Scotland

Big rise in Scottish firms appealing rates

Scottish money generic
Image caption Many assessors offices received appeals close to and even past the midnight deadline on 30 September

The number of businesses appealing against their rates assessment is up by 40% in some parts of Scotland.

Companies had until the end of September to challenge this year's non-domestic rates revaluation if they felt they were unfair.

The Scottish Chambers of Commerce (SCC) had said some businesses' rates rose by more than 200% this year.

However, the Scottish government said 60% of businesses were better or no worse off following the revaluation.

It said more than half of all firms were benefiting from reliefs and discounts worth £2.4bn over five years.

Many companies claimed this year's rates calculation was unfair because they were valued in March 2008 - when the economy was more buoyant.

They were also unhappy that transitional relief - which allowed big rates increases to be phased in - was scrapped.

Peter Muir, director with property adviser Colliers International, said he was not surprised to hear of a steep rise in appeals: "We're still in an unprecedented economic crisis and rates is one of businesses biggest outlays either monthly or annually for companies and if you've only got one chance to appeal it, you will."

'Early days'

Many assessors offices contacted by BBC Scotland said they had received appeals close to and even past the midnight deadline on 30 September.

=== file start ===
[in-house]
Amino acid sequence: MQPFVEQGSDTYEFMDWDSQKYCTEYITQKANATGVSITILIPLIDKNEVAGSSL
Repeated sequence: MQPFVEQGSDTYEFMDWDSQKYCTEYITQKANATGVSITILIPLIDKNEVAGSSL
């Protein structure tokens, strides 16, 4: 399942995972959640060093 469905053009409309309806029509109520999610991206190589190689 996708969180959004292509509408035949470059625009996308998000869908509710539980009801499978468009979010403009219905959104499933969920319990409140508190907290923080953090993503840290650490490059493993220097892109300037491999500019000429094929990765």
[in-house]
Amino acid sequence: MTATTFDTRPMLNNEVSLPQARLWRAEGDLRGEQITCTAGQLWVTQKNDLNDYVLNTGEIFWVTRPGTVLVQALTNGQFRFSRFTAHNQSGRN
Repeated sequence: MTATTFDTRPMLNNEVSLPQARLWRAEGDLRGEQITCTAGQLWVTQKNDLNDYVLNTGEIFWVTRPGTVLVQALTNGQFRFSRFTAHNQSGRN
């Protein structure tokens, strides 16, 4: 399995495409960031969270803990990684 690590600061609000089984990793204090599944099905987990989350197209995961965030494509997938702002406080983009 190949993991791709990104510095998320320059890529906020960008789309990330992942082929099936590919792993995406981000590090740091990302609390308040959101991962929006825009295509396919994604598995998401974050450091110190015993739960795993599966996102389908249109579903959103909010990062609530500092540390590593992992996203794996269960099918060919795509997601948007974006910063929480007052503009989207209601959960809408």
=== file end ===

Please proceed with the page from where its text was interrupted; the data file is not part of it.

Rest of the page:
Although many said it was too early to give an exact figure of the number of appeals, they could give an indication.

Assessors in Ayrshire believed their appeals were up 20 - 30% on 2005 and in Central covering Clackmannanshire, Falkirk and Stirlingshire, that figure was 40%.

Glasgow city said it expected appeals to be only marginally up and Edinburgh city predicted a rise of 20%.

Scottish Borders also expected to have to process a big increase in appeals.

Business rates are calculated every five years to determine what businesses should pay for central and local government services.

A Scottish government spokesman said the figures given to the BBC were based on a partial survey of assessors and therefore could only be speculative.

He said: "An accurate assessment of appeals will not be known while information is still being compiled by the assessors.

"It is premature to report on appeal numbers before that process has completed.‪" ‪

The Scottish government has said that introducing a transitional relief scheme similar to England would have transferred almost £77m this year from small to larger enterprises.

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